Disease of the eyelids

P.G.C. Bedford, BVetMed, PhD, DVOphthal, DipECVO, FRCVS


The disease conditions of the canine eyelid are many, variety and incidence combining to render them of considerable significance in this species, far outweighing their significance in other domesticated species. Congenital abnormality, traumatic defect and neoplastic disease are all seen, but it is the range of the breed related conformational anomalies that introduces the opportunity for surgical challenge. The actual diagnosis of eyelid disease does not hold too many mysteries, but the execution of the various blepharoplasties may stretch expertise in the pursuance of patient relief.

The eyelids are two movable folds of tissue which close and cover the eye. They are composite structures built around an internal skeleton of compacted connective tissue, the TARSUS or TARSAL PLATE. The anterior aspect of the lid is covered by hair-bearing skin, then there is muscle and loose connective tissue, then the tarsal plate and then the lining of palpebral CONJUNCTIVA. Movement is primarily related to two muscles, the ORBICULARIS OCULI and the LEVATOR PALPEBRAE SUPERIORIS. The orbicularis oculi is a sphincter of muscle which runs around the entire palpebral tissue. It is tied down at the medial and lateral canthus, and constriction leads to closure of the lids. Its motor supply is by the palpebral branch of the facial nerve (VII). The levator muscle raises the upper lid and its motor supply is the oculomotor nerve (III).
Obviously lid movement protects and excludes excessive light from the eye, but movement is also important in the removal of foreign body material and the distribution of the pre-corneal tear film (PCTF). The lid also contributes to the PCTF with secretions from the goblet cells of the palpebral conjunctiva (mucus producing glands), the KRAUSE and WOLFRING glands (accessory lacrimal glands), the MEIBOMIAN glands (sebaceous secretion), the MOLL glands (modified sweat glands) and the ZEIS glands (sebaceous glands). The Meibomian glands (approx. 25-30) are found within the substance of the tarsal plate and open via ducts onto the eyelid margin, (MARGO-INTERMARGINALIS).
Thus there is both an anatomical and physiological relationship between the eyelids and the cornea : disease of the former invariably leads to disease of the latter, but treatment regimes require consideration of both components. Secondary corneal disease cannot be addressed adequately until the eyelid primary is corrected.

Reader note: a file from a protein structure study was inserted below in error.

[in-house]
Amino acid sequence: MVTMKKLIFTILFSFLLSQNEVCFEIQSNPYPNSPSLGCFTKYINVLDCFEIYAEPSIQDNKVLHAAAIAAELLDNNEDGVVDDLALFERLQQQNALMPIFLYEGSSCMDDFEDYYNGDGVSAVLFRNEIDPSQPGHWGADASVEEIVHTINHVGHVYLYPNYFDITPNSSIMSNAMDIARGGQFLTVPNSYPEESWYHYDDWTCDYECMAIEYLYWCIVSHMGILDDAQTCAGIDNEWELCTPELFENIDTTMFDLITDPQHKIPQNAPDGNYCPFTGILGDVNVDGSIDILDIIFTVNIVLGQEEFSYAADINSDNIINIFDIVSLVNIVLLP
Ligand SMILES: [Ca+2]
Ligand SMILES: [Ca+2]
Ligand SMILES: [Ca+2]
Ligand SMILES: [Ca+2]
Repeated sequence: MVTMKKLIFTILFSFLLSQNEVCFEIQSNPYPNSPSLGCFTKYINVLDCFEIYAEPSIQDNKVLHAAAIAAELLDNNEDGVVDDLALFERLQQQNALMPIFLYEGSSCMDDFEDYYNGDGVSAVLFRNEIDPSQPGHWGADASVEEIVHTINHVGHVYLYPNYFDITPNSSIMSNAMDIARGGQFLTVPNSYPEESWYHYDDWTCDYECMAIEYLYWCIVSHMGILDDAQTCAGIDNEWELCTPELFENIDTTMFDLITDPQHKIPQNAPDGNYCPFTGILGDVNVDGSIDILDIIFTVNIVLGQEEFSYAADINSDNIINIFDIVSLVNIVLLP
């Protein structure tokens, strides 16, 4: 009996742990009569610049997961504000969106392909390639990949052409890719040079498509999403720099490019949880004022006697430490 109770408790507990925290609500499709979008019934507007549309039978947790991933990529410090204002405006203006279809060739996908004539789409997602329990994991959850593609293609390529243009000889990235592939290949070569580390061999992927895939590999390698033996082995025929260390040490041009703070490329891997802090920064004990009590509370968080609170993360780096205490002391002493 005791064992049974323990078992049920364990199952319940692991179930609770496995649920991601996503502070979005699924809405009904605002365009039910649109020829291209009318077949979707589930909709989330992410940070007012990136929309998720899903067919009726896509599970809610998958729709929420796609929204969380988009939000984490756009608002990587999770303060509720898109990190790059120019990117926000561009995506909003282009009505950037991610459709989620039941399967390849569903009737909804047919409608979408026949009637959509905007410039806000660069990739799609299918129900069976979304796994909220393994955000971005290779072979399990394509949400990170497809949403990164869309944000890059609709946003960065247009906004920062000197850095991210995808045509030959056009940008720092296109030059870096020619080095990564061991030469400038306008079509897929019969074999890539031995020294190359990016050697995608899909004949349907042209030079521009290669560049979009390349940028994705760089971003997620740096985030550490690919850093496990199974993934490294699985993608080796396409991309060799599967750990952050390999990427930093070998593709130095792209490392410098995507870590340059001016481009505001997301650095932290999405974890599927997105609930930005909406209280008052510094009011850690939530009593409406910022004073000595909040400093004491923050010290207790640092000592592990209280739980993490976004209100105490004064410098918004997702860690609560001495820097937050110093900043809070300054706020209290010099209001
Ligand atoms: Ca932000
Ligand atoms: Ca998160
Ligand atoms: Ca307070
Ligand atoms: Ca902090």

Congenital or neonatal, inherited and acquired eyelid conditions are of considerable significance in the dog and cat whereas disease of these structures is generally uncommon in large animals. Blinking is an important reflex serving to
distribute the precorneal tear film (PCTF) over the corneal surface. Anything which destroys the relationship of the cornea with the eyelid can result in ocular surface disease (i.e. either or both conjunctival and corneal disease).

A. Congenital and Neonatal Conditions

A failure of the palpebral fissure to open (in pups the lids are sealed for the first 7-14 days of life whilst in kittens it is 4-12 days). In addition to the obvious effect this condition can promote a neonatal conjunctivitis (ophthalmia neonatorum). Correction is simple, involving the careful use of scissors to open the palpebral fissure. Antibiotic ointment is then used to control infection and lubricate the eye (effective antibiosis requires microbiological assessment).

An anomaly seen most commonly in the cat, with a possibility of being inherited in the Persian. Part of the upper eyelid is absent to varying degrees, but in the cat the lateral part of the lid is always involved. The cornea cannot be covered adequately and an exposure keratitis results.
Repair can be achieved by either utilising :
(a) a pedicle graft from the lower lid, the base of the pedicle being the lateral canthus.
(b) a sliding facial skin graft utilising skin adjacent to the lateral canthus.
The repair covers cornea and helps to complete the blink, although constant lubrication with an artificial tear preparation may prove a necessary adjunct.

The acquired adhesion of conjunctival tissue either to another conjunctival surface or to the cornea. Although the condition may be seen congenitally it occurs much more frequently in the cat affected with neonatal conjunctivitis and upper respiratory tract infection. Surgical correction is difficult for re-adhesions complicate the repair. Resected conjunctiva can be anchored at the limbus and the use of soft contact bandage lenses can help prevent adhesions reforming.

A neonatal but occasionally acquired narrowing of the palpebral fissure. The neonatal form is seen in the Bull Terrier, the Chow, the Kerry Blue, and the Collie types, and it may predispose to ENTROPION. Treatment is by surgery – the lengthening of the lid margin by lateral canthotomy (canthoplasty). Here the canthus is split using scissors to obtain a longer palpebral margin, conjunctiva being sutured to skin to prevent cicatricial closure.